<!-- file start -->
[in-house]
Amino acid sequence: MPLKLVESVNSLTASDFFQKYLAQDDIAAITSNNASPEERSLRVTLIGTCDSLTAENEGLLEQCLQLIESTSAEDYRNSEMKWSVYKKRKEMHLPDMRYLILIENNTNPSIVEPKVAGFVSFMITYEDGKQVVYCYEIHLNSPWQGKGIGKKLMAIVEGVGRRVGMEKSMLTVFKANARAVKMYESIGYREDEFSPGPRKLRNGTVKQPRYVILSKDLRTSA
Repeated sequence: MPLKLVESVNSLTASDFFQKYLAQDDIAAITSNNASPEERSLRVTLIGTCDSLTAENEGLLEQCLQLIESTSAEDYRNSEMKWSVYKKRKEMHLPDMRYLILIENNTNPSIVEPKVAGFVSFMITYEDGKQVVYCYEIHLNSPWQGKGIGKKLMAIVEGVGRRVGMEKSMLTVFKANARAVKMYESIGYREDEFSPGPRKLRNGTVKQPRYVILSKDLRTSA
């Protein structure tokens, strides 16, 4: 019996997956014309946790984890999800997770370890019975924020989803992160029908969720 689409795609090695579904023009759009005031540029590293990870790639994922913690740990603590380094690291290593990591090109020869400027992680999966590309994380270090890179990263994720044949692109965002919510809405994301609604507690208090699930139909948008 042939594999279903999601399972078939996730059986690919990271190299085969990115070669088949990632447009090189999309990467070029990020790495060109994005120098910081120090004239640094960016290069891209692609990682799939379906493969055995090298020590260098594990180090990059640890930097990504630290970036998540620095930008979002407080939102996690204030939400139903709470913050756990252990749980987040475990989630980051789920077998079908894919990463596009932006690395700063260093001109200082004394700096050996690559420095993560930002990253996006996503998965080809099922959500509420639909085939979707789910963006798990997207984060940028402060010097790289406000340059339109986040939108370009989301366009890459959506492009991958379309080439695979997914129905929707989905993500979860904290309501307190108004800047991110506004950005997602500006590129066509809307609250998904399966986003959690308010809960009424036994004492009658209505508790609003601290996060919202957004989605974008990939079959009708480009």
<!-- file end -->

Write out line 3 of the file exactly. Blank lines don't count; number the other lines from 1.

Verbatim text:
Repeated sequence: MPLKLVESVNSLTASDFFQKYLAQDDIAAITSNNASPEERSLRVTLIGTCDSLTAENEGLLEQCLQLIESTSAEDYRNSEMKWSVYKKRKEMHLPDMRYLILIENNTNPSIVEPKVAGFVSFMITYEDGKQVVYCYEIHLNSPWQGKGIGKKLMAIVEGVGRRVGMEKSMLTVFKANARAVKMYESIGYREDEFSPGPRKLRNGTVKQPRYVILSKDLRTSA